Painting Dreams with Mary Blair

Posted on Wed, 10/19/2016 - 15:17

In the newest addition to our galleries at The Walt Disney Family Museum, we reintroduce the iconic work of the concept artist and designer Mary Blair. Always considered to be one of Walt’s favorite artists (he proudly had a few of her paintings displayed in his own home), Mary continues to inspire artists and moviemakers alike, and her bold, unique style shaped the look of many of the most revered Disney films. With the recent rotation of Blair’s artwork in gallery 7, guests view a selection of Mary’s unique visual development work for the memorable films Alice in Wonderland and Cinderella.

Mary was in many ways an anomaly at The Walt Disney Studios—her style completely contrasted the look of the films that preceded her involvement. She was first hired in 1940 to develop concept art and designs but decided she’d rather be an illustrator and left in the summer of 1941. Two months later her husband Lee Blair was invited to join Walt and a group of other artists (fondly referred to as El Grupo) for his “goodwill” tour of Central and South America. This intrigued her, and she asked Walt if she could go as well. It was on this trip that she famously had an artistic awakening, inspired by the colors, art, sights, and sounds of South America for that remained with her for the rest of her artistic career. Walt’s daughter and museum founder, Diane Disney Miller, once shared with filmmaker Don Hahn her father’s opinion of Mary’s transformation while in South America: “Her watercolors…her art she did down there, the color palette just really amazed Dad. He used to say ‘I think she’s color blind because she has a strange way of putting colors together.’” There are beautiful examples of her watercolor work from this trip on view in gallery 6.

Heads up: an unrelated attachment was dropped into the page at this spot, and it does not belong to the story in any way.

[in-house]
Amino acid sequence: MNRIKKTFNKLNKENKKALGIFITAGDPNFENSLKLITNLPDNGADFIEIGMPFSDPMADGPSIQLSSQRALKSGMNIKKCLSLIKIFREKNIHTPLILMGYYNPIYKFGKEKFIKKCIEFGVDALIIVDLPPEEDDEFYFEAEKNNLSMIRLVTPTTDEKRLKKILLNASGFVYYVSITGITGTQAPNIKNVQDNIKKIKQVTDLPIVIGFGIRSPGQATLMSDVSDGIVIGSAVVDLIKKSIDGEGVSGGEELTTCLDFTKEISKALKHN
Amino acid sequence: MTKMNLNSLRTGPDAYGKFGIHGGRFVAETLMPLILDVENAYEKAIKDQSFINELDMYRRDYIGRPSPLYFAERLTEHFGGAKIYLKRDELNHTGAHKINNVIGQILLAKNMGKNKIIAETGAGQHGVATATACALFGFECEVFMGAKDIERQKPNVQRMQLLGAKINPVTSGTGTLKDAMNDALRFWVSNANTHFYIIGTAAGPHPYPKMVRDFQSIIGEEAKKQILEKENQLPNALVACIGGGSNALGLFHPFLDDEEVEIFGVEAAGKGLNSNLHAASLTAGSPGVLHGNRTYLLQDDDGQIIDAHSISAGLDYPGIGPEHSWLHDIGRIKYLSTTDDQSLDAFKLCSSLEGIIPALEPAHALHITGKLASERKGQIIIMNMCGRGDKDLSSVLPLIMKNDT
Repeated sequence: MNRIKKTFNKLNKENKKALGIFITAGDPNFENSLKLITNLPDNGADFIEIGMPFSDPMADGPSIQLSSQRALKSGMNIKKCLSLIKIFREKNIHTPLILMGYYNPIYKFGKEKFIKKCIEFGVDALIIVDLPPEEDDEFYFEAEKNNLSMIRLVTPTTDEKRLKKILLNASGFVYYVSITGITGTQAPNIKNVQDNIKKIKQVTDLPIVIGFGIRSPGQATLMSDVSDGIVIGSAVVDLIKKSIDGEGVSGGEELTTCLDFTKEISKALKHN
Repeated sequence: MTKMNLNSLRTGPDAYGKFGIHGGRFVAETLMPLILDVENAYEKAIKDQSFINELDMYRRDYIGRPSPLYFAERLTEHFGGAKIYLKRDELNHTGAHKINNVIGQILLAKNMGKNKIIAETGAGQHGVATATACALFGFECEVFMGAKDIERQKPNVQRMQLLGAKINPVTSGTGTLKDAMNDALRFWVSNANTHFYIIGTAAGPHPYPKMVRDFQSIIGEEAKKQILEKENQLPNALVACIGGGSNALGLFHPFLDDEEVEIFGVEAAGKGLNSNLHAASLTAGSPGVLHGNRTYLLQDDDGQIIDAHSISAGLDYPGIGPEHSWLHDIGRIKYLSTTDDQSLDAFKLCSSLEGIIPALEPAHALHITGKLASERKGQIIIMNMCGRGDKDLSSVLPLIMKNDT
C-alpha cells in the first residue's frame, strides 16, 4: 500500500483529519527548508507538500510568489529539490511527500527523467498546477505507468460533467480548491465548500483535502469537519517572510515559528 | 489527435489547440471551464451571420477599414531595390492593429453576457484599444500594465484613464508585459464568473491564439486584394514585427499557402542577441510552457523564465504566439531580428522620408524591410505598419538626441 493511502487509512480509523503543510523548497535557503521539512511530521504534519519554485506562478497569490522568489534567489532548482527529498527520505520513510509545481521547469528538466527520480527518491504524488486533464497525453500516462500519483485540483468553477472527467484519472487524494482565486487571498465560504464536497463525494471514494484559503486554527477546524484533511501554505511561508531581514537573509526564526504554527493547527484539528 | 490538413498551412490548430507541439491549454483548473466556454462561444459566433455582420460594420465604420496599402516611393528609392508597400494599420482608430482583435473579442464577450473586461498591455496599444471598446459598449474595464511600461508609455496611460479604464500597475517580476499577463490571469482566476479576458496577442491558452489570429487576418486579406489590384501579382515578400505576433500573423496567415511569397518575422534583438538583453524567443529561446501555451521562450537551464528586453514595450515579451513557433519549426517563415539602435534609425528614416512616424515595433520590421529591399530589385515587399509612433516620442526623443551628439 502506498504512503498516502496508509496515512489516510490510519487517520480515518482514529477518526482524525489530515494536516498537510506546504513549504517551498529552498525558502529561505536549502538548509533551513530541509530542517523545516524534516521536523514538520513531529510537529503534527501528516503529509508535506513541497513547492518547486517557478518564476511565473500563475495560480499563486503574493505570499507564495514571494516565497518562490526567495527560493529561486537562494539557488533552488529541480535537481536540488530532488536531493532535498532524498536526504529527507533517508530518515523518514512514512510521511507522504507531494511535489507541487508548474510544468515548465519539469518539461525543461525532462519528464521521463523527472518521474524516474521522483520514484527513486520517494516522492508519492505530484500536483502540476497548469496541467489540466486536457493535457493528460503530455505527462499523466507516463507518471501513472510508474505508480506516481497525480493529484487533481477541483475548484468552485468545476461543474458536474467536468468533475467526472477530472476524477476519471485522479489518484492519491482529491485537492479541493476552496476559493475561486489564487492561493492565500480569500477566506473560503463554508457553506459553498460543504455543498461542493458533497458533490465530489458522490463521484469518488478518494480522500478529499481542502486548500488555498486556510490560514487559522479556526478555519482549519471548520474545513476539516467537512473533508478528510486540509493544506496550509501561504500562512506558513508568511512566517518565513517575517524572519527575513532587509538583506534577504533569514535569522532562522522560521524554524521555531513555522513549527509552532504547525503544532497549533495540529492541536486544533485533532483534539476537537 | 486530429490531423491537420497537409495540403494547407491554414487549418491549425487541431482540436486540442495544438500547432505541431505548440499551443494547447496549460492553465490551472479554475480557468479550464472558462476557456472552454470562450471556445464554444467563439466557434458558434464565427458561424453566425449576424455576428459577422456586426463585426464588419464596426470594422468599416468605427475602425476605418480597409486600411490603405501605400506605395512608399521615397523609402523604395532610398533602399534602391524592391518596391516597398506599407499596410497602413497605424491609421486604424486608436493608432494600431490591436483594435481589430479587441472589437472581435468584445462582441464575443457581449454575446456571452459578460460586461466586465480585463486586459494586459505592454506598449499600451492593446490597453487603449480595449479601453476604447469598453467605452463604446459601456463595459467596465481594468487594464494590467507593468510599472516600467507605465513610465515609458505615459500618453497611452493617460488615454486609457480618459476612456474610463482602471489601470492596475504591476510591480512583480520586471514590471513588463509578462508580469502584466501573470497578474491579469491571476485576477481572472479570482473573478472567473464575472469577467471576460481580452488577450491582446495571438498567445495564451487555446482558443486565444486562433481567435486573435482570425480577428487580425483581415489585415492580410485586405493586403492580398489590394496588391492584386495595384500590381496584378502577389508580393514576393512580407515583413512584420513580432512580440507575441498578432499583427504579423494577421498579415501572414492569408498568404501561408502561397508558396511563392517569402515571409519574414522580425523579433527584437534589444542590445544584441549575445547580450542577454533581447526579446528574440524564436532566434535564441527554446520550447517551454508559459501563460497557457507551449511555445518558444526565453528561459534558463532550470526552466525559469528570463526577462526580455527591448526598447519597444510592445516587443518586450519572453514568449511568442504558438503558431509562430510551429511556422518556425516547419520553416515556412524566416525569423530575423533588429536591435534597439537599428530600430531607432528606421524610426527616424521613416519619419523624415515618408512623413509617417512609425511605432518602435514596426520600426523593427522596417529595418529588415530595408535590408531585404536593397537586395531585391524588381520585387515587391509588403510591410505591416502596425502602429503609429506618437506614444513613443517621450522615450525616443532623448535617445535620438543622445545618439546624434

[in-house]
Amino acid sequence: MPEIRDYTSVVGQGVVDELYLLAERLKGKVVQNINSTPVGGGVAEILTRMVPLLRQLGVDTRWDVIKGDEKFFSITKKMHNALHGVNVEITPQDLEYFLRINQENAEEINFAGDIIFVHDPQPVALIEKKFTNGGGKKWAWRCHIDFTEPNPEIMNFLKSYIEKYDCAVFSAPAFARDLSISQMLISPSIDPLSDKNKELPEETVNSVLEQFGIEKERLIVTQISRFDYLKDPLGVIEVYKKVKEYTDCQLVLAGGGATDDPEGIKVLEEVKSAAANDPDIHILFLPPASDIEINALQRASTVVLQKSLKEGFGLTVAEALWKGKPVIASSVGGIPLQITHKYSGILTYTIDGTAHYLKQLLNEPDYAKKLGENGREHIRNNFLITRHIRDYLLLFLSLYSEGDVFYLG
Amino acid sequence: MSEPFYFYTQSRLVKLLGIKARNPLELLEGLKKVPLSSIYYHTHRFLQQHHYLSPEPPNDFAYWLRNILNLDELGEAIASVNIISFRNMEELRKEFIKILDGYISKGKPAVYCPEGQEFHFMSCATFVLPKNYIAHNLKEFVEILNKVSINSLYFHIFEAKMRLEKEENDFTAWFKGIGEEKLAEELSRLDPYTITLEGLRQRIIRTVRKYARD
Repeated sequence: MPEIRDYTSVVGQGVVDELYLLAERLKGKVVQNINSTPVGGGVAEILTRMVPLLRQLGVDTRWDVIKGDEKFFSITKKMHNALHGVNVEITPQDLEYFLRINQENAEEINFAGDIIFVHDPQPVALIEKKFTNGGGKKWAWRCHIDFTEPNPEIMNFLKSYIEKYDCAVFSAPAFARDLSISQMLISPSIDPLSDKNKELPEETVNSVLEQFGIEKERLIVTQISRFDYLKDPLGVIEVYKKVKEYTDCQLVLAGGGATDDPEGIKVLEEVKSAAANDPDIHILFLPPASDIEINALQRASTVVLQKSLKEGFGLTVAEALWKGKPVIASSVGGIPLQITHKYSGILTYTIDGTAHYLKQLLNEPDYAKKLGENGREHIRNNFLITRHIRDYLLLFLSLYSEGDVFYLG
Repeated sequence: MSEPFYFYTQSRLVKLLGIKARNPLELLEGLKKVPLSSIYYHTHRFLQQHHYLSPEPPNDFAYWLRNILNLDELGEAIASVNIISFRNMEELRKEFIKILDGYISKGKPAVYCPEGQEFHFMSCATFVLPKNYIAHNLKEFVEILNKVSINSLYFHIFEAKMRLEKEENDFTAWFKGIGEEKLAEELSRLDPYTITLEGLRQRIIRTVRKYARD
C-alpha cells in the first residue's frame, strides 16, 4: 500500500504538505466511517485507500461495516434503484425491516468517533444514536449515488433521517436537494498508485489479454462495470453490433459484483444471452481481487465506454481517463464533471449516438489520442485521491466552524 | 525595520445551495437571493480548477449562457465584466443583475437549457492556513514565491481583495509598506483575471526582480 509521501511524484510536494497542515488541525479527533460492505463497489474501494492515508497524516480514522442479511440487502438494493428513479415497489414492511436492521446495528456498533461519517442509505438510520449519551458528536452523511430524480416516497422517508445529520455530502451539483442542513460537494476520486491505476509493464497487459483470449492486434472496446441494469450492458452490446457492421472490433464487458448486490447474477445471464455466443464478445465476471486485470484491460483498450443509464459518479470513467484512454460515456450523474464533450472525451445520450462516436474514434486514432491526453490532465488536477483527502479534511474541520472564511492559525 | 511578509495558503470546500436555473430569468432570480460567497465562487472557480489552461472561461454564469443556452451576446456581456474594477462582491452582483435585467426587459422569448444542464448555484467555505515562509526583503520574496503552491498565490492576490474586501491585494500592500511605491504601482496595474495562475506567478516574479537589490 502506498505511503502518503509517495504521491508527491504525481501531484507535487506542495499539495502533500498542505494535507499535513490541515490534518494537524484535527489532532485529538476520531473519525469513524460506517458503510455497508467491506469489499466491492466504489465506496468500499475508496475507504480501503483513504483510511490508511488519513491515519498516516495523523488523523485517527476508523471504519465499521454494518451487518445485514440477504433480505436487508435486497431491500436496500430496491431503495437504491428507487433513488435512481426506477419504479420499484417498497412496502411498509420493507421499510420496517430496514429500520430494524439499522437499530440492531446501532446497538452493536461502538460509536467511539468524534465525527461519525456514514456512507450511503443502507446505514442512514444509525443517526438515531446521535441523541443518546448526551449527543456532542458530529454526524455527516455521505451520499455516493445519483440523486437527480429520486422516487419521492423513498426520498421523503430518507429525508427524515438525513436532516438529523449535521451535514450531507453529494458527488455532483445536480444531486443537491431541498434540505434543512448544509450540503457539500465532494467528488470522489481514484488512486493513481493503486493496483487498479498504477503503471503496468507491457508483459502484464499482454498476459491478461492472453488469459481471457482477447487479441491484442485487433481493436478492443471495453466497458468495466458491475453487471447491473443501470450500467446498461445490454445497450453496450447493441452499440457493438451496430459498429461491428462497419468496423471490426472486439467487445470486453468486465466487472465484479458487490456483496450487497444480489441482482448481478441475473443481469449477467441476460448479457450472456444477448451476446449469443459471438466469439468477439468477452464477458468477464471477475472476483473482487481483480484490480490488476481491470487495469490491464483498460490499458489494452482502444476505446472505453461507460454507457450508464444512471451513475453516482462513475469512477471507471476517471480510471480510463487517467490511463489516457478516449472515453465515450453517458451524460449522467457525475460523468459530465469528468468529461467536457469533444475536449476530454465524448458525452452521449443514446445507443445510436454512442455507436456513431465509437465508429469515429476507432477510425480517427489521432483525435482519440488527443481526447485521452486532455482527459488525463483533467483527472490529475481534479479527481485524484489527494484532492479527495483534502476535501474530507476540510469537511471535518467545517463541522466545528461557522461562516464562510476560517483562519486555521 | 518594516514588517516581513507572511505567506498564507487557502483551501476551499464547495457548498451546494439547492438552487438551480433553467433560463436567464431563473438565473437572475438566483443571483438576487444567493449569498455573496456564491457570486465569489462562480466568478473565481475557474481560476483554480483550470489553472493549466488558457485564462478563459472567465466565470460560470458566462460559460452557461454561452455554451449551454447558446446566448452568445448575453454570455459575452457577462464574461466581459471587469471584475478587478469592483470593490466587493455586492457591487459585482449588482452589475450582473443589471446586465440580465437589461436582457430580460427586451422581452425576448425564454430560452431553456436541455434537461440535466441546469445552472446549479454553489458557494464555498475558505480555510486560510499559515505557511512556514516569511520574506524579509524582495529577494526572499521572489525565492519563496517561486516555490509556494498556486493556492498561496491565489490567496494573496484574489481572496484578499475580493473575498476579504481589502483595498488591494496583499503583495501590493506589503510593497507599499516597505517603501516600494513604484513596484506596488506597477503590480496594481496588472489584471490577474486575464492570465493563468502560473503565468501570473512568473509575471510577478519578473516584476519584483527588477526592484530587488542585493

After the “goodwill tour” Mary quickly became one of Walt’s leading concept artists. She was a quiet, reserved woman in a male-dominated workplace who was given an enormous amount of creative authority, inciting resentment from some of the men who questioned the amount of control that was given to a female, often over their own work. Walt Disney placed a vast amount of faith in her, despite the fact that many of her designs never quite translated into the final cut of the films. She was always happy to churn out many different variations of a subject, giving Walt options to choose from. “Walt said I knew about colors he had never heard of before,” Mary once stated proudly. It is often forgotten how avidly Walt pursued modern art and unique art forms, and Mary’s work was no exception; he embraced her modern and distinctive style wholeheartedly, resolutely deaf to the grumblings of some of his more narrow-minded artists. Contrary to these naysayers, Marc Davis, one of Walt’s famed Nine Old Men, once observed, “This woman was an extraordinary artist who spent most of her life being misunderstood. All the men that were there at Disney, their design was based on perspective. Mary did things on marvelous flat planes. Walt appreciated this and wanted to see this, but he, not being an artist himself, was never able to instruct the men on how to use this….” While it was rare that any of her final designs made their way into the films, her work was used as a creative leaping point for the many artists working at the Studios, and Mary Blair admirers can easily spot her touch in many Disney films, including Cinderella and Alice in Wonderland.